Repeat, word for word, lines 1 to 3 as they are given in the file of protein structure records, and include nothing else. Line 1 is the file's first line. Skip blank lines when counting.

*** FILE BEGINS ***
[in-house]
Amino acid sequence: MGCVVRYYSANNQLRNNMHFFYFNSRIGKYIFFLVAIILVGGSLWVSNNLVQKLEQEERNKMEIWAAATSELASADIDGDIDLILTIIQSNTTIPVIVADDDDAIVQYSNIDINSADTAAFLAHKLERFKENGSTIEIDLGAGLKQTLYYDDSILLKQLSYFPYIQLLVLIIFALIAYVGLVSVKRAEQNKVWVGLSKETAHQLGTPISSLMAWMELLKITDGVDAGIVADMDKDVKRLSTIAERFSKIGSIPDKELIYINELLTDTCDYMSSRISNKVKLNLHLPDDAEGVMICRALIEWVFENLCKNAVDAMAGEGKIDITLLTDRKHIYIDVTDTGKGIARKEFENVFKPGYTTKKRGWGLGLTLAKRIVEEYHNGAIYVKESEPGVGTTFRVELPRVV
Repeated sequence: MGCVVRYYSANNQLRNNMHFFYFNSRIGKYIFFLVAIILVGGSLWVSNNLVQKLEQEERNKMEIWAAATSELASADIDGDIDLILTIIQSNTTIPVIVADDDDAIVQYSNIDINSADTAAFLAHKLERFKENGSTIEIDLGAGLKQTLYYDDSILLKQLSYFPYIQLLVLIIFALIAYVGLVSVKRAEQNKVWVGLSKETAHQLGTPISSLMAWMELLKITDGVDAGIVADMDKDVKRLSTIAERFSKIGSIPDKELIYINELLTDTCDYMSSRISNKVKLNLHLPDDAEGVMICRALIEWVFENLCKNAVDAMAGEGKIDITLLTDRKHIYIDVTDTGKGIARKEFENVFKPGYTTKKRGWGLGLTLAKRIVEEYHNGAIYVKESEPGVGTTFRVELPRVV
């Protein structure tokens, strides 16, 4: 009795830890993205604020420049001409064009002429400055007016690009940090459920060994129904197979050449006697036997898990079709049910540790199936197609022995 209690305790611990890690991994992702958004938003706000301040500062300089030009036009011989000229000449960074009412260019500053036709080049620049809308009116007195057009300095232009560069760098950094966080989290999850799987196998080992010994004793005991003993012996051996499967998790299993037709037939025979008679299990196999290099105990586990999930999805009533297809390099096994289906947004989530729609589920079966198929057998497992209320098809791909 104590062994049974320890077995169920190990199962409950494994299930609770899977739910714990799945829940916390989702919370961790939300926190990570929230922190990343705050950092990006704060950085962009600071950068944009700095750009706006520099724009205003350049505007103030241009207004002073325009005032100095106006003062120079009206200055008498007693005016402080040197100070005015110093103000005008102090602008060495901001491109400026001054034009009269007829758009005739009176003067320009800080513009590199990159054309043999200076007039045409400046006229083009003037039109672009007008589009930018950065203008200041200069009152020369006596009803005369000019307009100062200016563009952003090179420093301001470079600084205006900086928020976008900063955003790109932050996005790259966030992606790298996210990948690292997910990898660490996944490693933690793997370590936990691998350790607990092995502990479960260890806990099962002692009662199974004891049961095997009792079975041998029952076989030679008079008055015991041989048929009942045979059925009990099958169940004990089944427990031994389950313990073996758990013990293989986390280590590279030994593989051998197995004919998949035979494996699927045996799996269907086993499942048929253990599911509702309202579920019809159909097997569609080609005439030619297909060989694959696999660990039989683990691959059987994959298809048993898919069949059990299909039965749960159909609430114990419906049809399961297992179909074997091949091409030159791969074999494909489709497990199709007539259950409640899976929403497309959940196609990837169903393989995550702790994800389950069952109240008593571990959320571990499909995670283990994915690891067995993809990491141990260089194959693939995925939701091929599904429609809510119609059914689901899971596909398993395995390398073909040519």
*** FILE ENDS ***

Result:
[in-house]
Amino acid sequence: MGCVVRYYSANNQLRNNMHFFYFNSRIGKYIFFLVAIILVGGSLWVSNNLVQKLEQEERNKMEIWAAATSELASADIDGDIDLILTIIQSNTTIPVIVADDDDAIVQYSNIDINSADTAAFLAHKLERFKENGSTIEIDLGAGLKQTLYYDDSILLKQLSYFPYIQLLVLIIFALIAYVGLVSVKRAEQNKVWVGLSKETAHQLGTPISSLMAWMELLKITDGVDAGIVADMDKDVKRLSTIAERFSKIGSIPDKELIYINELLTDTCDYMSSRISNKVKLNLHLPDDAEGVMICRALIEWVFENLCKNAVDAMAGEGKIDITLLTDRKHIYIDVTDTGKGIARKEFENVFKPGYTTKKRGWGLGLTLAKRIVEEYHNGAIYVKESEPGVGTTFRVELPRVV
Repeated sequence: MGCVVRYYSANNQLRNNMHFFYFNSRIGKYIFFLVAIILVGGSLWVSNNLVQKLEQEERNKMEIWAAATSELASADIDGDIDLILTIIQSNTTIPVIVADDDDAIVQYSNIDINSADTAAFLAHKLERFKENGSTIEIDLGAGLKQTLYYDDSILLKQLSYFPYIQLLVLIIFALIAYVGLVSVKRAEQNKVWVGLSKETAHQLGTPISSLMAWMELLKITDGVDAGIVADMDKDVKRLSTIAERFSKIGSIPDKELIYINELLTDTCDYMSSRISNKVKLNLHLPDDAEGVMICRALIEWVFENLCKNAVDAMAGEGKIDITLLTDRKHIYIDVTDTGKGIARKEFENVFKPGYTTKKRGWGLGLTLAKRIVEEYHNGAIYVKESEPGVGTTFRVELPRVV